|Studio album by Autechre|
|Released||30 April 2001|
Production and musical style
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With Confield, Sean Booth and Rob Brown largely abandoned the warm ambient sounds of their earlier works such as Amber and Tri Repetae in favour of the more chaotic feel that they had been pursuing with LP5, EP7, and Peel Session 2. Confield saw the experimental use of computer programs to form the basis of songs instead of stand-alone synthesizers. According to Booth, "Most of Confield came out of experiments with Max that weren't really applicable in a club environment." 
Like EP7 before it and their 2003 release Draft 7.30, Booth and Brown make use of generative sequences on Confield. However, in an interview following the release of Draft 7:30, Booth explained that although the beats they create using generative sequences may seem completely random to some, he and Brown exercised tight control over the limits and rules of what the beats could do.
"[On Confield] you have something that some people would call random, but I would say is quantifiable," Booth said.
"It seems that for a lot of people, if they hear something that doesn't sound regular, they assume it's random. If live musicians were playing it, they'd probably call it jazz or something. But the fact that it's coming out of a computer, as they perceive it, somehow seems to make it different. For me it's just messing around with a lot of analogue sequencers and drum machines. It's like saying, 'I want this to go from this beat to that beat over this amount of time, with this curve, which is shaped according to this equation.
Pitchfork Media gave the album an 8.8/10, claiming that, "For those willing to take these times in stride, Confield promises elegant production, accessibility in moderation, and one of the most enveloping, thought-provoking listening experiences to come forth from leftfield this year." However, Allmusic, giving the album only a 3/5, argued that Confield was "a record to respect, not enjoy," a viewpoint expressed by other review outlets. The Washington Post's Mark Jenkins said that the duo had progressed from "making music that sounds odd" to "craft[ing] its music to sound wrong", further commenting that the pair now sounded "ragged and fidgety" rather than "smooth and pulsing" as in the past. He said many of the songs sounded as though the CD player was skipping, and said the album was more madness than method. Fiona Shepherd of The Scotsman held a similar view, saying the album sounded like "a malfunctioning dishwasher or a CD jumping. Forever."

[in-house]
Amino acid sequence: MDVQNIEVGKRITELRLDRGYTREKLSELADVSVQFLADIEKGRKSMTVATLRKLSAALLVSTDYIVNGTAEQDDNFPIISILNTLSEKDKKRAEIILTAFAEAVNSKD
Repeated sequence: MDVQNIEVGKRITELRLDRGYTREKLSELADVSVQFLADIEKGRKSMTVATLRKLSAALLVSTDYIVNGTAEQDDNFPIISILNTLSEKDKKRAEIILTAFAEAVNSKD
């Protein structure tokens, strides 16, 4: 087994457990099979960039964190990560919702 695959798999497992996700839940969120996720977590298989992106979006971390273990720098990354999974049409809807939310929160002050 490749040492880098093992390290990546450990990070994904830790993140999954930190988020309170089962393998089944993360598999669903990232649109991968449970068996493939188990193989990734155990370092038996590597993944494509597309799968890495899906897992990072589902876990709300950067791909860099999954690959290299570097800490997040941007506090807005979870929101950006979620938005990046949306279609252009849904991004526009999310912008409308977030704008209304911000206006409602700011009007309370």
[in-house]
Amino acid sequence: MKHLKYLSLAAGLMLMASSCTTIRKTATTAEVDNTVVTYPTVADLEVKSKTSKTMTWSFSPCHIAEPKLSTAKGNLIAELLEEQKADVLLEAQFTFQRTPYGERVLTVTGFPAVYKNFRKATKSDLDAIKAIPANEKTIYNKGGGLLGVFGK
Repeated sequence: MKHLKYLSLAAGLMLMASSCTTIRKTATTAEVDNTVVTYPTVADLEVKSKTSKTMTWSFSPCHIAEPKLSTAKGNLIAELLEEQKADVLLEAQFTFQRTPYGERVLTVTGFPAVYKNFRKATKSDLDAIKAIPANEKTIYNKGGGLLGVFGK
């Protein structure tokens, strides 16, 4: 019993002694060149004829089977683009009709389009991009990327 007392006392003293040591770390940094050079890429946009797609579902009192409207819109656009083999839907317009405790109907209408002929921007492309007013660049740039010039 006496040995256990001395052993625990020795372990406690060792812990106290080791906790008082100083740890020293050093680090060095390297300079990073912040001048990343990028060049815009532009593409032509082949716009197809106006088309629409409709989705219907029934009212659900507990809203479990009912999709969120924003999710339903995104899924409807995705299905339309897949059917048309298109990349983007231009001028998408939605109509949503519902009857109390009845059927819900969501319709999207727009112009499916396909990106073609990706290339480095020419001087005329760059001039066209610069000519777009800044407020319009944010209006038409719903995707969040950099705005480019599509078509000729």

|1.||"VI Scose Poise"||6:57|
|10.||"MCR Quarter" (Japanese bonus track, Recorded live at Band On The Wall, Manchester 1998)||11:02|
- Tingen, Paul (April 2008). "In producing their complex, abstract electronica, Autechre have taken the idea of the studio as an instrument to new extremes...". SoundOnSound.com. Retrieved 24 December 2008.
- "Confield - Autechre". Metacritic. Retrieved 6 July 2012.
- The mind-boggling intricacies and moody, broody sound-sculpting on tracks like Pen Expers find Autechre zooming off, leaving their followers eating cosmic dust. [May 2001, p.110]
- Confield not only documents the future of IDM; it also cements Autechre's name in the pantheon of sonic visionaries. [Jul 2001, p.63]
- A series of six-minute tracks that set some sort of richly (or ripely?) spastic texture-beats against ethereal drone-shimmers. [Aug 2001, p.136]
- Jenkins, Mark (25 May 2001). "Autechre 'Confield' Warp For A...". The Washington Post. Retrieved 11 July 2013. – via HighBeam Research (subscription required)
- Shepherd, Fiona (27 April 2001). "New releases". The Scotsman. Retrieved 11 July 2013. – via HighBeam Research (subscription required)
- "Autechre: Confield (2001) Reviews". Metacritic. Retrieved 24 December 2008.
- "Alarm Will Sound: a/rhythmia (2009) Track listing". Retrieved 30 December 2014.
- Confield at the official Warp discography (features audio clips).